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Quite simply asked, novelizations are literature, but they started as "screen" works. Should they be considered on-topic?

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  • 4
    If Harry Potter is on-topic on Movies & TV, I fail to see how it doesn't work the other way around for e.g. the Interstellar novelization. It has to be clear about which medium the question is really asked, though. Jan 18 '17 at 21:07
  • Is 2001 an example for your question ;)
    – Montag451
    Jan 18 '17 at 21:10
  • @Montag451 Not really, it was a book first, wasn't it? Jan 18 '17 at 21:11
  • @ChristianRau No, it wasn't. It's rather a very complicated story. openculture.com/2015/07/…
    – Montag451
    Jan 18 '17 at 21:14
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Yes.

They may be related to non-book works, but they are works of literature nonetheless.

They are written by writers and are textual and tell a story.

Moreover, they are frequently different from the movies, and often are more in-depth, covering internal thoughts and motivations in great detail.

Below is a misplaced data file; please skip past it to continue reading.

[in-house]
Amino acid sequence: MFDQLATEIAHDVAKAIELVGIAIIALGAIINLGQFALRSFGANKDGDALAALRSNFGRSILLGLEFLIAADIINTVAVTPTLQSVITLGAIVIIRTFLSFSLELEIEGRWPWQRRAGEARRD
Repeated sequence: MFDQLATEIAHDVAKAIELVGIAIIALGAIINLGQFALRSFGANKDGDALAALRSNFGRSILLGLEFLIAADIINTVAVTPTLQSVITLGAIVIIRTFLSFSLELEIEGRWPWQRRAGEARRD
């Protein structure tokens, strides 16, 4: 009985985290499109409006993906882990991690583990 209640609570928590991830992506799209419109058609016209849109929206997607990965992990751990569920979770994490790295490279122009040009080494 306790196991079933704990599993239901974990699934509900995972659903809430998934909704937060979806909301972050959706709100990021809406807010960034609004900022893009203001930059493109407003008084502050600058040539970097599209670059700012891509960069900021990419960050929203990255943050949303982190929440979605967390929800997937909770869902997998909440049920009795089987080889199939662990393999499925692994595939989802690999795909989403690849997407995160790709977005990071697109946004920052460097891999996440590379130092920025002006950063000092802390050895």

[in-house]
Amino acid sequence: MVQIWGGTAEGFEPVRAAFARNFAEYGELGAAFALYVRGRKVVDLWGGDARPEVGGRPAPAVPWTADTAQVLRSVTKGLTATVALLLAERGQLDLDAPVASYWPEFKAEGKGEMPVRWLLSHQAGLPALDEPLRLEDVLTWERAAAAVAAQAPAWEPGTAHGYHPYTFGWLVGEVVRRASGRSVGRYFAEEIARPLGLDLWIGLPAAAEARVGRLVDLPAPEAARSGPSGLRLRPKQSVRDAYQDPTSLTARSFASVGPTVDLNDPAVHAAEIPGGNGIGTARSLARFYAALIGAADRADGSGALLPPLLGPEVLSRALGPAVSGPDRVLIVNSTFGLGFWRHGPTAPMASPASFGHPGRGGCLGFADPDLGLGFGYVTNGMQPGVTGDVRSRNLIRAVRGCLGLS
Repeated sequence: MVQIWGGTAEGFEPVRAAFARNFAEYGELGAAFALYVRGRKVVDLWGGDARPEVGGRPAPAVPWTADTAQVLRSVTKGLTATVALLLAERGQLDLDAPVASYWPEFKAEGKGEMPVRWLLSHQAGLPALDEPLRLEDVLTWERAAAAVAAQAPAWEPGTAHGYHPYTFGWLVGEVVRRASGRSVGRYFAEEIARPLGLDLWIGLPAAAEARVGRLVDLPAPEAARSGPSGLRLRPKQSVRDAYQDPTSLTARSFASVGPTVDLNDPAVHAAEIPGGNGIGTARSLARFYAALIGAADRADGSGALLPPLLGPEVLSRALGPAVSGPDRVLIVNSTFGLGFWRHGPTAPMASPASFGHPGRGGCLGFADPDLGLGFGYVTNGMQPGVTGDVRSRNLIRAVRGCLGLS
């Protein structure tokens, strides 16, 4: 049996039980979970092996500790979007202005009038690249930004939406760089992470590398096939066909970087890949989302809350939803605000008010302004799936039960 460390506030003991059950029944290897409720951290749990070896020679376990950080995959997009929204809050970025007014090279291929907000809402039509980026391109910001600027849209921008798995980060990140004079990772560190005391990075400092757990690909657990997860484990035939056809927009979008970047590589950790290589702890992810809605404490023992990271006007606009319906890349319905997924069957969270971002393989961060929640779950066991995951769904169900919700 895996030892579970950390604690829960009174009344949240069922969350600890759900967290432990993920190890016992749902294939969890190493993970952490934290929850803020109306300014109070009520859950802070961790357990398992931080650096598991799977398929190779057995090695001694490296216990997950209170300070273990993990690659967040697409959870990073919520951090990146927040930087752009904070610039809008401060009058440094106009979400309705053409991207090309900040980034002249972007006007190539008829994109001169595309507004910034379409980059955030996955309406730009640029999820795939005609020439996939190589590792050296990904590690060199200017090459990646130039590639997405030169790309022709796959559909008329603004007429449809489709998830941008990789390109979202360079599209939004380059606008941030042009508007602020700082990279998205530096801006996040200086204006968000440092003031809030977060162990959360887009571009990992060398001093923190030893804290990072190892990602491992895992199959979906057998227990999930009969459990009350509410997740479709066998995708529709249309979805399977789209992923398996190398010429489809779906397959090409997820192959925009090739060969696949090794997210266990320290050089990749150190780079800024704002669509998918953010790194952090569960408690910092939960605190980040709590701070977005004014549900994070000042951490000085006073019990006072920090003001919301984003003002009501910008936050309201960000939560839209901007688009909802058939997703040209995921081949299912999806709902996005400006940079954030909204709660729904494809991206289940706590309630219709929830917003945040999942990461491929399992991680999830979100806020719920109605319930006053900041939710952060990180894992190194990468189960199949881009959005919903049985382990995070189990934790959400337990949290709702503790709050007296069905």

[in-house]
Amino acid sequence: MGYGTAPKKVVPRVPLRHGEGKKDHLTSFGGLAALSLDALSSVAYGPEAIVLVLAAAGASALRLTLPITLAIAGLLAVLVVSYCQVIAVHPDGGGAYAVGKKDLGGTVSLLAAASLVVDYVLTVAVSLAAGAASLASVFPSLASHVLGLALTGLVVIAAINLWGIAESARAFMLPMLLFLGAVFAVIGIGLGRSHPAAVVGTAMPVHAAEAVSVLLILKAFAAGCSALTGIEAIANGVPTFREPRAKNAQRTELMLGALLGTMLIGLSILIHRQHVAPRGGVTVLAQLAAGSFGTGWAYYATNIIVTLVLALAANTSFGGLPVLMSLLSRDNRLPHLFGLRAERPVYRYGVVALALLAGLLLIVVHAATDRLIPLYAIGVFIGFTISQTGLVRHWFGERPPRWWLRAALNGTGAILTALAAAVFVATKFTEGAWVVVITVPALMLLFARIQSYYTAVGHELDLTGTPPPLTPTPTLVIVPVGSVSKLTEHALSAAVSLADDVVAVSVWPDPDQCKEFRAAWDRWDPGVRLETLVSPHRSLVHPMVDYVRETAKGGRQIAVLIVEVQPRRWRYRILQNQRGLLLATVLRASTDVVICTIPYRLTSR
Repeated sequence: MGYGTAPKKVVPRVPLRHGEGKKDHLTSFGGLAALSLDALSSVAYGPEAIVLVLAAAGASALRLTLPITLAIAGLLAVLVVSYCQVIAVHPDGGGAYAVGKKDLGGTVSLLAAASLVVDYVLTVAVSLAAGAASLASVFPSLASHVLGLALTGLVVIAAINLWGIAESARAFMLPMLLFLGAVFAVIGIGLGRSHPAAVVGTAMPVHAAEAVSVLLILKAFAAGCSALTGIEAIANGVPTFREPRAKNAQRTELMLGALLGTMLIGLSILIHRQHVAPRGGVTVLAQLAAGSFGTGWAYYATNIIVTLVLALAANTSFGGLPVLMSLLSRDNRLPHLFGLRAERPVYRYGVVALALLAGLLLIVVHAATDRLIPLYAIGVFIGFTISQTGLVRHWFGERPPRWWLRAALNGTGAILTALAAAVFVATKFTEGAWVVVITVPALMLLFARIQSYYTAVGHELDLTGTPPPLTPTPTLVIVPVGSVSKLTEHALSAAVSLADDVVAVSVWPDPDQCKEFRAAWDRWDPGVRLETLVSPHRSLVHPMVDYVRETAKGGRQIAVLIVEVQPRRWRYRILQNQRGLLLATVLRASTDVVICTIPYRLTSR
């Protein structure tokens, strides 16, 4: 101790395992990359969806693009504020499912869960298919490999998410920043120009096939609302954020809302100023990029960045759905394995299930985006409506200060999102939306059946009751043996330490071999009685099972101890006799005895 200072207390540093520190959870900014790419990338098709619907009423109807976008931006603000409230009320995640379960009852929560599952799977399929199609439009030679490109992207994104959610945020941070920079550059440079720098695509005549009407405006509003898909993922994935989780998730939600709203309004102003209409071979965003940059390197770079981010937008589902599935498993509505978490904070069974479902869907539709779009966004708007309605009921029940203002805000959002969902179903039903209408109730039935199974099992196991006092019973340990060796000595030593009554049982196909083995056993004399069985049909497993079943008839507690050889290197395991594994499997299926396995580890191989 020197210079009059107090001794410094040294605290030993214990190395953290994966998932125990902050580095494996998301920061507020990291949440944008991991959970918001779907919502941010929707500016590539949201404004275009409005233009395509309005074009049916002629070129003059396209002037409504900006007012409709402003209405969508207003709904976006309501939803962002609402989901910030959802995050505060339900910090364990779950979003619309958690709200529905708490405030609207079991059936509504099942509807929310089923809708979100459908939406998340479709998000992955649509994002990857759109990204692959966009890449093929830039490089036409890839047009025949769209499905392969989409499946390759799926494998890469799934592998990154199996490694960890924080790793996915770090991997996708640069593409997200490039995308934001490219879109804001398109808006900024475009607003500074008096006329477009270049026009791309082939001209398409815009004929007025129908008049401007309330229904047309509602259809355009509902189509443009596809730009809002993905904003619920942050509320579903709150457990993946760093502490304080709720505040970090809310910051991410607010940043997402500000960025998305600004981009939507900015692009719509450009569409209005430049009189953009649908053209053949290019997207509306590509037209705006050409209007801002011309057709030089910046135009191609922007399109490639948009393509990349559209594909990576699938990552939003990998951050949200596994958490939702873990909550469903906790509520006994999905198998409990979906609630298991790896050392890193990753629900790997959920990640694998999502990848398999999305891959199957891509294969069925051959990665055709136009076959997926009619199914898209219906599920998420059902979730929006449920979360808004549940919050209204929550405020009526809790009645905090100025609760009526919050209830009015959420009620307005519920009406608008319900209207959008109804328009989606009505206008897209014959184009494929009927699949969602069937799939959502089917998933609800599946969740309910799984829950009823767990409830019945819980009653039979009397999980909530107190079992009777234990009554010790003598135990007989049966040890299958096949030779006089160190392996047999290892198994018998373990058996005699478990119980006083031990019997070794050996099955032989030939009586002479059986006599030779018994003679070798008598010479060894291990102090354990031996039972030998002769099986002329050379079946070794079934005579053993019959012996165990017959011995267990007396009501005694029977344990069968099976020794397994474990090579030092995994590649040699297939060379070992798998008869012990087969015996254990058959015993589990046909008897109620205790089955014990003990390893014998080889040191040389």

(and sometimes, are better than the movie in some ways - my personal subjective example is Revenge of the Sith novelization, in which Anakin's character arc makes about 100x more sense than in the film).

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Yes.

As you say, they're written works. It doesn't really matter where they started off; every idea came from somewhere, after all. Being written works makes them on-topic (in just the same way that cinematisations of novels are on-topic at our sister site Movies & TV). Usual caveats apply: if you want to ask a question that's actually about a film, better to ask it somewhere films are actually on-topic rather than posting it here in the guise of a question about a novelisation.

It should be noted that quality of a written work isn't a criterion for its on-topic-ness ...

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  • Hmm... now what about movie scripts?
    – Skooba
    Jan 18 '17 at 21:14
  • @Skooba - same, they are works of writing.
    – DVK
    Jan 18 '17 at 21:18

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